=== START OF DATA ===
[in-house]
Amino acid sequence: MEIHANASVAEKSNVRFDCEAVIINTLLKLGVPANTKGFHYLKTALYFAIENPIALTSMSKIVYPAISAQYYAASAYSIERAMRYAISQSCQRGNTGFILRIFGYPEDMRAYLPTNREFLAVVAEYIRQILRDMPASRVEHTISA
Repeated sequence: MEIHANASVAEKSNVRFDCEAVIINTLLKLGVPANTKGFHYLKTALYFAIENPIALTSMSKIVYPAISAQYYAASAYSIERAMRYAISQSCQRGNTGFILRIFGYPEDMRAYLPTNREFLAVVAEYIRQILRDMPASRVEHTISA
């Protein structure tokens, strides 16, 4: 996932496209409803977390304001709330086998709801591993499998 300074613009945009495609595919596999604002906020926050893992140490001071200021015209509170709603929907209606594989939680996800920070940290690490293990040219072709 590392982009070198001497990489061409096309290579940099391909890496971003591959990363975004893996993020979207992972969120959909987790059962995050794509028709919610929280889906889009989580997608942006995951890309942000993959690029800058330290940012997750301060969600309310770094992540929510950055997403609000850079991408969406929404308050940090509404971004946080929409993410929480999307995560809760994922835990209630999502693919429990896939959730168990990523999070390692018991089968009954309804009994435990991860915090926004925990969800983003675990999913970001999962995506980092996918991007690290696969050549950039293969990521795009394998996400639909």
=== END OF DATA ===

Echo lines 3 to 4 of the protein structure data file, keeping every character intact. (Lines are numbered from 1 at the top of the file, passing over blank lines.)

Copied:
Repeated sequence: MEIHANASVAEKSNVRFDCEAVIINTLLKLGVPANTKGFHYLKTALYFAIENPIALTSMSKIVYPAISAQYYAASAYSIERAMRYAISQSCQRGNTGFILRIFGYPEDMRAYLPTNREFLAVVAEYIRQILRDMPASRVEHTISA
């Protein structure tokens, strides 16, 4: 996932496209409803977390304001709330086998709801591993499998 300074613009945009495609595919596999604002906020926050893992140490001071200021015209509170709603929907209606594989939680996800920070940290690490293990040219072709 590392982009070198001497990489061409096309290579940099391909890496971003591959990363975004893996993020979207992972969120959909987790059962995050794509028709919610929280889906889009989580997608942006995951890309942000993959690029800058330290940012997750301060969600309310770094992540929510950055997403609000850079991408969406929404308050940090509404971004946080929409993410929480999307995560809760994922835990209630999502693919429990896939959730168990990523999070390692018991089968009954309804009994435990991860915090926004925990969800983003675990999913970001999962995506980092996918991007690290696969050549950039293969990521795009394998996400639909």